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StudentChefEclipse

Food Allergy Guidance

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I actually have a related question about oils. I know I have a peanut allergy, so I avoid all things that have peanuts listed in the ingredients, but should or does this include peanut oil? I avoid it out of habit but I would love to have some Chinese food right now...

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Is that a joke or are you serious? Andiesenji's explanation might be true for corn oil, but why risk it if you know for a fact that you're allergic to peanuts?? Nut allergies are some of the most serious reactions to risk. Someone with a peanut allergy can be kissed on the lips by someone that ate a peanut butter sandwich and have to call for the paramedics. I know for a fact that I'm allergic to bee stings and jellyfish bites. All naturally occuring venoms/insect bites are a problem for me. Even mosquito/spider bites swell up into huge welts and bleed on me. So I don't risk taking bee pollen supplements or eating jellyfish at the Asian restaurants. It might be OK if I did, but why tempt fate?? I can't imagine eating food that I know for a fact has been fried in peanut oil if I knew I was allergic to peanuts. I can live a long happy life not eating jellyfish...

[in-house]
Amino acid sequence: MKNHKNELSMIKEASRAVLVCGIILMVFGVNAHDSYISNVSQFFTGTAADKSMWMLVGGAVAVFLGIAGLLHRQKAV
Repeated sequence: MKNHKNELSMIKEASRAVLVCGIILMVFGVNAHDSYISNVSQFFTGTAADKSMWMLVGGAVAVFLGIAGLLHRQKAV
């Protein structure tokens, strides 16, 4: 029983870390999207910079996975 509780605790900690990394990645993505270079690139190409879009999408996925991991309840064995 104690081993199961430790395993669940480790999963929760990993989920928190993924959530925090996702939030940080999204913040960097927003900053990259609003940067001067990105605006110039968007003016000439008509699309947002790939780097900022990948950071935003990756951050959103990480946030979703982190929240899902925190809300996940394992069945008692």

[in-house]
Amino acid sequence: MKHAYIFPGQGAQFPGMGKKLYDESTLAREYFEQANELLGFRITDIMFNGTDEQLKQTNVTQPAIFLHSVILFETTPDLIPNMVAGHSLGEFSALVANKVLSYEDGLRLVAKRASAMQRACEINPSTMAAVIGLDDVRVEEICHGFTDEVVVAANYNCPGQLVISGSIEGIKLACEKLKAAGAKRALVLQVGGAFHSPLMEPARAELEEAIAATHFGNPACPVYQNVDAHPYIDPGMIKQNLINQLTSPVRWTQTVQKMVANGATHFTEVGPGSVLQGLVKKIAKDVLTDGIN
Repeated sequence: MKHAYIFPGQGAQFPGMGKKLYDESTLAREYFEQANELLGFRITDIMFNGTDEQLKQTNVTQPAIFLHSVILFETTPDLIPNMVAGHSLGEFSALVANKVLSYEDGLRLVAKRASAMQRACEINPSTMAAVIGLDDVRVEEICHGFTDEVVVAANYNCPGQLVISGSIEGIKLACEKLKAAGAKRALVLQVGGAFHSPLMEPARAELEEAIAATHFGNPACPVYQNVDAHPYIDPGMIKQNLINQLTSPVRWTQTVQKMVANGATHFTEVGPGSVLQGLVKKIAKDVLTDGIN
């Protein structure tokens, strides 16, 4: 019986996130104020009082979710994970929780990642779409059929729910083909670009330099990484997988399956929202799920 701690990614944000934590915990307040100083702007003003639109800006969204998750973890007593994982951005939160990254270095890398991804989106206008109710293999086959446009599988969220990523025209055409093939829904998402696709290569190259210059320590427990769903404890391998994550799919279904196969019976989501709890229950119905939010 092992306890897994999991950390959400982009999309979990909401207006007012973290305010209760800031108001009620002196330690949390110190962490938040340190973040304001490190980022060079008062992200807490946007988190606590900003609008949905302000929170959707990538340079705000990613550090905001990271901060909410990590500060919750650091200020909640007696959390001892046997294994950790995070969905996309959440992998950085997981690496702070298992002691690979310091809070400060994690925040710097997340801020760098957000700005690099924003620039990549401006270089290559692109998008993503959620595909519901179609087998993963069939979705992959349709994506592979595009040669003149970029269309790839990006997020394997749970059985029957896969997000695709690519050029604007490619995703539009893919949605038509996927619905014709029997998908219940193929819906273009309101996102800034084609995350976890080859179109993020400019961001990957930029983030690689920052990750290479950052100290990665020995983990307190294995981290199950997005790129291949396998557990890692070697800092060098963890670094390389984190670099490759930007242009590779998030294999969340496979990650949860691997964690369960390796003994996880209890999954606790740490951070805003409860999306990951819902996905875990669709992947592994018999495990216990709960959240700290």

Katie M. Loeb
Booze Muse, Spiritual Advisor

Author: Shake, Stir, Pour:Fresh Homegrown Cocktails

Cheers!
Bartendrix,Intoxicologist, Beverage Consultant, Philadelphia, PA
Captain Liberty of the Good Varietals, Aphrodite of Alcohol

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About the peanut allergy it appears that most people do not react to commercially produced peanut oil, but, that said, I wouldn't try it without an epipen and the hospital on speed dial.

I'd like to know how this adventure ends. Does she get served? Does she get turned away? Does she get sick? Please keep us updated.

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Katie is correct. Peanut oil is processed differently from corn oil (and other vegetable oils) and there is a possibility that some of the protein factors that cause the allergy remain in the oil.

Be safe rather than sorry and don't use any peanut product.

On a happier note, there has been some great progress in treating peanut allergies, particularly in children, whose immune systems are still in transition, thus reducing their level of allergic reaction. This is still experimental and has to be done under strict medical supervision but it has great promise.

http://www.foodnavigator.com/Science-Nutrition/Breakthrough-offers-peanut-allergy-hope